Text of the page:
VP debate winner: How to tell who’s winning the Harris-Pence showdown

What does winning look like? Can a person look "vice presidential," and, if they could, would they want to?  

Graig Graziosi
Wednesday 07 October 2020 23:19
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Joe Biden taps Mike Pence on the shoulder and gives Karen Pence elbow bump at 9/11 memorial
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While the point of a debate should be to educate its audience, the unfortunate reality of political debates in the US is that, ultimately, they are more sport than they are scholastic.  

A presumed "winner" of a presidential or vice presidential debate can boost voter excitement and attract new or existing donors to toss needed funds into a campaign's war chest.  

In a presidential debate, the metrics for determining a "winner" can be reduced to a very simple idea: who seems more presidential?  

With the vice presidential debate between Vice President Mike Pence and his challenger, Democratic Senator Kamala Harris, set to take place on Wednesday, determining which candidate has the upper hand may be more difficult.  

What does winning look like? Can a person look "vice presidential," and, if they could, would they want to?  

Both candidates in the 2020 US election are well over 70-years-old, and one is recovering from a recent battle with Covid-19.

As a result, examining the vice presidents - who are "one heartbeat away from the presidency" - may be more important in the 2020 US election than ever before in the nation's history.

During a presidential debate, candidates want to appear confident, in control, strong and comforting. They should strive to put the broader US public at ease.  

However, after last week's chaotic debate between Donald Trump and Democratic challenger Joe Biden - during which Mr Trump frequently attacked and interrupted Mr Biden and showed complete disregard to the moderator, Chris Wallace - it would be difficult to argue that anyone outside of the president's legion of adoring supplicants were especially comforted or made confident in the aftermath.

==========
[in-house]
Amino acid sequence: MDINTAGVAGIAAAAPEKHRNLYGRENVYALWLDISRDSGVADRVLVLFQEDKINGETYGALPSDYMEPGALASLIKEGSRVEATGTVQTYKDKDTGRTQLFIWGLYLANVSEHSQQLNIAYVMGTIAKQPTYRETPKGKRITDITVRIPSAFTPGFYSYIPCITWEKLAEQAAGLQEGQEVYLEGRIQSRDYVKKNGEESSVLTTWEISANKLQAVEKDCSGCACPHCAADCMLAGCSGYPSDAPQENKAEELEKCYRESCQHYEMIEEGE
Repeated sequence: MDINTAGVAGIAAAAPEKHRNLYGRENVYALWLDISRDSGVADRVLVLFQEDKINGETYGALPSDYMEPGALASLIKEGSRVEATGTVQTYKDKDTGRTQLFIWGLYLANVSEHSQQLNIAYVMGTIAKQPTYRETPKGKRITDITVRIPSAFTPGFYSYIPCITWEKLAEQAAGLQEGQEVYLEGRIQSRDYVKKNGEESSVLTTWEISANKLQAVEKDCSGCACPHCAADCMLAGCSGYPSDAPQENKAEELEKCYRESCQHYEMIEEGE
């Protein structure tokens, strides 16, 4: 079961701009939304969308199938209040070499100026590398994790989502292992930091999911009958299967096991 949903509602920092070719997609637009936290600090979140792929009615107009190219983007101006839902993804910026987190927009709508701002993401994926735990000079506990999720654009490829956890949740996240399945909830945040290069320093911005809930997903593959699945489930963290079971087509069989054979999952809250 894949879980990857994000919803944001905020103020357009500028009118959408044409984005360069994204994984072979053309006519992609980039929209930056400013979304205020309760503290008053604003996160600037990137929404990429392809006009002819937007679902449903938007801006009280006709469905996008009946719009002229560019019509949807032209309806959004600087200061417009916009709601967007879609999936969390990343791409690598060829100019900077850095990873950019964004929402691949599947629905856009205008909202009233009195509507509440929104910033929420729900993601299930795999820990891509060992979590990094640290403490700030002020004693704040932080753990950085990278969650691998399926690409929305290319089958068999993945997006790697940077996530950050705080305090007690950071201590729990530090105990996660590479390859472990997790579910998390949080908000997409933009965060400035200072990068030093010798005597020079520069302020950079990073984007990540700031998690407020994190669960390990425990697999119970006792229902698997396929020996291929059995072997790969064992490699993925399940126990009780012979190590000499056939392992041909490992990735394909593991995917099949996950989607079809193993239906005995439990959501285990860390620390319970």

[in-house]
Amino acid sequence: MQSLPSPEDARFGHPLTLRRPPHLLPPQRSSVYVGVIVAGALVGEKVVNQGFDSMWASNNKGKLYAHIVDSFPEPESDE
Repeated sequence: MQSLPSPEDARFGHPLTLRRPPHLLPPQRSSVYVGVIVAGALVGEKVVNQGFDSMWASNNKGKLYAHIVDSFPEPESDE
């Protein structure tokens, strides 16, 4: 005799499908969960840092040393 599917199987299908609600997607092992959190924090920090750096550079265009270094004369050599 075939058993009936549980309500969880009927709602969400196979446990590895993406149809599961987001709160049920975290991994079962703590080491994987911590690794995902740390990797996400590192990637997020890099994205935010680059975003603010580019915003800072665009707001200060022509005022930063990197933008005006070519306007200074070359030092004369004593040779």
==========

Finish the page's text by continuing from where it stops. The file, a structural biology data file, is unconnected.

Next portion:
As a result, debate and rhetoric scholars expect the debate between Mr Pence and Ms Harris will be a race to see who can appear the most civil, stable and comforting by the end of the event.  

"I expect the vice presidential nominees will be a lot more calm," Dr Tammy Vigil, associate professor of communication at Boston University and an author on political rhetoric, said. "I think there will be some push back if there's disagreements, they'll be open, but they won't be as disagreeable as we saw in the first debate, so we'll get some assertion, some questioning, some push back, from candidates."  

Dr Vigil said that Wednesday's debate will likely be a departure from the norm for vice presidential debates.  

She argued that vice presidential debates tend to be where things get dirty; since they aren't the ones voters are actually voting for, they're a bit more insulated from alienating voters and are thus more free to go on the offensive.  

"Historically, vp debates are considered the attack debate. They have a more fluid role and don't have to look as presidential, so they're considered attack dogs," Dr Vigil said. "They're the debates where we'd normally see more direct attacks, aggressive language, assertions of quality of leadership, etc."

She said that due to the chaotic and aggressive first presidential debate, Americans will look to the vice presidential debate for some semblance of normalcy.

"This time people are looking for a display of leadership and policies and political leadership philosophy. I think we're flipping the expectation for these debates, where the vp candidates will show maturity and understanding."  

Even if the first presidential debate hadn't gone off the rails, it's likely the vice presidential debate would have taken on a more somber and civil tone than past debates.  

With both candidates in their 70's and one fresh out of a days-long stint in the hospital with the coronavirus, it's not unreasonable for Americans to wonder if their vice presidential options will become their president before 2024.

"The potential that these candidates might ascend into the Oval Office is more front of mind for people at this point in time," Dr Vigil said. "People are going to be looking at what these candidates would be if they ascended. It's always been a question when considering vice presidents, but it's become a much more serious consideration at this stage, especially considering Trump's health."

So how does a candidate win in a nontraditional political debate?  

"I think in this debate, we'll see a vp nominee who's winning being the one who is calming the waters and communicating a clear vision as to what they want for an American future," Dr Vigil said.

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